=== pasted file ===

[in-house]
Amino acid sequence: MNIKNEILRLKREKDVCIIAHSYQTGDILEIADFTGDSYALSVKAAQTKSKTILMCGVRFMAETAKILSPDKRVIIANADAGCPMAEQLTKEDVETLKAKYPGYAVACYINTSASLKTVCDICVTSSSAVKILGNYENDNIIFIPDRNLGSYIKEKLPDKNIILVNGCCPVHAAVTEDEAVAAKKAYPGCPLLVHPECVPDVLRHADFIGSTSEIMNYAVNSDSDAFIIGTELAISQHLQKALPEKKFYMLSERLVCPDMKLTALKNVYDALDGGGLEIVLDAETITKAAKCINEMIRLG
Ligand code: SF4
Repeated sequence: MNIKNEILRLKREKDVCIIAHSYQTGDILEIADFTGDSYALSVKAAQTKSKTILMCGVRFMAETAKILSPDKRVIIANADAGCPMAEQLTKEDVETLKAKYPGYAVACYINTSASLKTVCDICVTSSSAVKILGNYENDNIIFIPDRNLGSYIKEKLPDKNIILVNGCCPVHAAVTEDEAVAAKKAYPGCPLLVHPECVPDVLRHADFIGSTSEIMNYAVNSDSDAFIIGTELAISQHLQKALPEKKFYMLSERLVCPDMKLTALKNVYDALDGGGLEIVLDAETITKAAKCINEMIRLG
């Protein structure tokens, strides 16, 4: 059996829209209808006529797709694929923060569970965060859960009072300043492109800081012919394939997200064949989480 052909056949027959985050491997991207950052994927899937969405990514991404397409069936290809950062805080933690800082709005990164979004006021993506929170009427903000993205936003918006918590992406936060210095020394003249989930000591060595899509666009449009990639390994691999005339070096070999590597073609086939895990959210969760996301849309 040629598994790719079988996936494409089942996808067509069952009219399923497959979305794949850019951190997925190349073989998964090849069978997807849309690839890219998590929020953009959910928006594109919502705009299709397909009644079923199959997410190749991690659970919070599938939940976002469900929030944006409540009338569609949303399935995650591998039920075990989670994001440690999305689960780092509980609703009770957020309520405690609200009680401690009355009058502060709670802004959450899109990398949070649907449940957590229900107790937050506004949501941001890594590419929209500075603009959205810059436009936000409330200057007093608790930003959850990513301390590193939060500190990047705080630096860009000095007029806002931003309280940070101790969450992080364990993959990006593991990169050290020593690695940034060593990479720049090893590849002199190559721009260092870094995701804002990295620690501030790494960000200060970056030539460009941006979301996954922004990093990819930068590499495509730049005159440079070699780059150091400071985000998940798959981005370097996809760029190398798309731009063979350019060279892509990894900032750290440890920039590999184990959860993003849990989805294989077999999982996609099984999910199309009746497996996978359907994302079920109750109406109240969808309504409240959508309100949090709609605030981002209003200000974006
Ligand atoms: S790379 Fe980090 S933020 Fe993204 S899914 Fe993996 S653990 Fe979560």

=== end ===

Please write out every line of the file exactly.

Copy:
[in-house]
Amino acid sequence: MNIKNEILRLKREKDVCIIAHSYQTGDILEIADFTGDSYALSVKAAQTKSKTILMCGVRFMAETAKILSPDKRVIIANADAGCPMAEQLTKEDVETLKAKYPGYAVACYINTSASLKTVCDICVTSSSAVKILGNYENDNIIFIPDRNLGSYIKEKLPDKNIILVNGCCPVHAAVTEDEAVAAKKAYPGCPLLVHPECVPDVLRHADFIGSTSEIMNYAVNSDSDAFIIGTELAISQHLQKALPEKKFYMLSERLVCPDMKLTALKNVYDALDGGGLEIVLDAETITKAAKCINEMIRLG
Ligand code: SF4
Repeated sequence: MNIKNEILRLKREKDVCIIAHSYQTGDILEIADFTGDSYALSVKAAQTKSKTILMCGVRFMAETAKILSPDKRVIIANADAGCPMAEQLTKEDVETLKAKYPGYAVACYINTSASLKTVCDICVTSSSAVKILGNYENDNIIFIPDRNLGSYIKEKLPDKNIILVNGCCPVHAAVTEDEAVAAKKAYPGCPLLVHPECVPDVLRHADFIGSTSEIMNYAVNSDSDAFIIGTELAISQHLQKALPEKKFYMLSERLVCPDMKLTALKNVYDALDGGGLEIVLDAETITKAAKCINEMIRLG
């Protein structure tokens, strides 16, 4: 059996829209209808006529797709694929923060569970965060859960009072300043492109800081012919394939997200064949989480 052909056949027959985050491997991207950052994927899937969405990514991404397409069936290809950062805080933690800082709005990164979004006021993506929170009427903000993205936003918006918590992406936060210095020394003249989930000591060595899509666009449009990639390994691999005339070096070999590597073609086939895990959210969760996301849309 040629598994790719079988996936494409089942996808067509069952009219399923497959979305794949850019951190997925190349073989998964090849069978997807849309690839890219998590929020953009959910928006594109919502705009299709397909009644079923199959997410190749991690659970919070599938939940976002469900929030944006409540009338569609949303399935995650591998039920075990989670994001440690999305689960780092509980609703009770957020309520405690609200009680401690009355009058502060709670802004959450899109990398949070649907449940957590229900107790937050506004949501941001890594590419929209500075603009959205810059436009936000409330200057007093608790930003959850990513301390590193939060500190990047705080630096860009000095007029806002931003309280940070101790969450992080364990993959990006593991990169050290020593690695940034060593990479720049090893590849002199190559721009260092870094995701804002990295620690501030790494960000200060970056030539460009941006979301996954922004990093990819930068590499495509730049005159440079070699780059150091400071985000998940798959981005370097996809760029190398798309731009063979350019060279892509990894900032750290440890920039590999184990959860993003849990989805294989077999999982996609099984999910199309009746497996996978359907994302079920109750109406109240969808309504409240959508309100949090709609605030981002209003200000974006
Ligand atoms: S790379 Fe980090 S933020 Fe993204 S899914 Fe993996 S653990 Fe979560």